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Discussion Starter #4
when you had your seat modified, did they remove any existing foam in order to add the memory foam? Was the original cover re-used?
They removed what was there and installed a memory foam. Original cover was reused. It was done by a professional shoe repair guy so you will not be able to tell the difference that seat was modified. Until you ride it.. :)

Motor7 said:
Thanks for the advise Motor7!!! Now I have to find a good bike electrician that done Vstroms before... My dealer told me they don't know how to do it...
I will also do a rear shock as you advised to kill 2 chickens with one shot.. :)
 

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I literally don't like how front fork is too soft on normal riding.
Didn't think you were speaking figuratively, but here's a cheap and easy fix. :grin2:

Remove the internal fork spacers and replace with PVC pipe that's cut a quarter inch longer. This adds preload to the spring and will make it ride firmer. The front end will sit a little higher as a result, but just slide the fork tubes up in the triple tree to bring the front end back down.
 

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Didn't think you were speaking figuratively, but here's a cheap and easy fix. :grin2:

Remove the internal fork spacers and replace with PVC pipe that's cut a quarter inch longer. This adds preload to the spring and will make it ride firmer. The front end will sit a little higher as a result, but just slide the fork tubes up in the triple tree to bring the front end back down.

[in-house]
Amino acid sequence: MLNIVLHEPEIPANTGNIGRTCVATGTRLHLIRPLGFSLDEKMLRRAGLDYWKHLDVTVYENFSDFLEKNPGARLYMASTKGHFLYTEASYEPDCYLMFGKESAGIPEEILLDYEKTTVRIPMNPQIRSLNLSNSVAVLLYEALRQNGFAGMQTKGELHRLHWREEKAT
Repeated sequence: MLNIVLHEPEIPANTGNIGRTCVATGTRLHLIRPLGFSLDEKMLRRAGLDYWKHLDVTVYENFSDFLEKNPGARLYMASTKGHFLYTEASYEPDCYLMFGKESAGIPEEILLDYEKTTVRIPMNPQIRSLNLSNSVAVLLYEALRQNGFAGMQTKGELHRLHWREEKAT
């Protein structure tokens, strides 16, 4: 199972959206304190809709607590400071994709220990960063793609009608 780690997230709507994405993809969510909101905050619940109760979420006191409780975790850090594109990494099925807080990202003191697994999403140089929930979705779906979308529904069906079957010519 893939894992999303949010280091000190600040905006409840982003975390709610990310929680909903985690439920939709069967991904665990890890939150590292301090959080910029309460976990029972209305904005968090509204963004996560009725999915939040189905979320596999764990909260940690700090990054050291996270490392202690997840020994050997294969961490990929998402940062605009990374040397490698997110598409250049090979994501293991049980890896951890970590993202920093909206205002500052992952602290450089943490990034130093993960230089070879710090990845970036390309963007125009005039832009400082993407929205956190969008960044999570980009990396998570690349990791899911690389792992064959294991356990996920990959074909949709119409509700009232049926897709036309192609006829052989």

This is true with a progressive spring, not the linear springs in a Vstrom.
 

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This is true with a progressive spring, not the linear springs in a Vstrom.
You can add preload to stiffen either type spring. Not sure why progressive vs. straight rate matters here. And, the OEM springs in my '17 are progressive. They're wound more tightly at one end.
 

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"Preload" isn't really a good description of adding a spacer or adjusting spring height on a shock. Unless the suspension is topped out, adjusting the spring height will simply move the sag amount. Won't change the spring rate in any way. We call it preload, but actually it is simply a height adjustment. This can change the amount of load the spring carries as it will/can move further before the suspension bottoms. But on the road you shouldn't be able to feel any difference in stiffness. This would only be felt as the suspension nears bottoming out.
 

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"Preload" isn't really a good description of adding a spacer or adjusting spring height on a shock. Unless the suspension is topped out, adjusting the spring height will simply move the sag amount. Won't change the spring rate in any way. We call it preload, but actually it is simply a height adjustment. This can change the amount of load the spring carries as it will/can move further before the suspension bottoms. But on the road you shouldn't be able to feel any difference in stiffness. This would only be felt as the suspension nears bottoming out.
Huh? Lengthening the spacer in your forks is no different than tightening the preload adjustment on the rear shot. Same exact thing.

It's also the same thing as adding preload to the previous models that had preload adjustment at the fork caps.
 

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But why not let a pro change the valving, & match the spring to your weight and riding habit? I did a spring and oil change on my '07 DL and I would call it adequate....it was better than oem. But after having the re-builds the suspension is significantly better than that '07. Anyway, I just think that for the money, having it all done(forks and shock) makes the best out of what we have, & mine was under $700 shipped.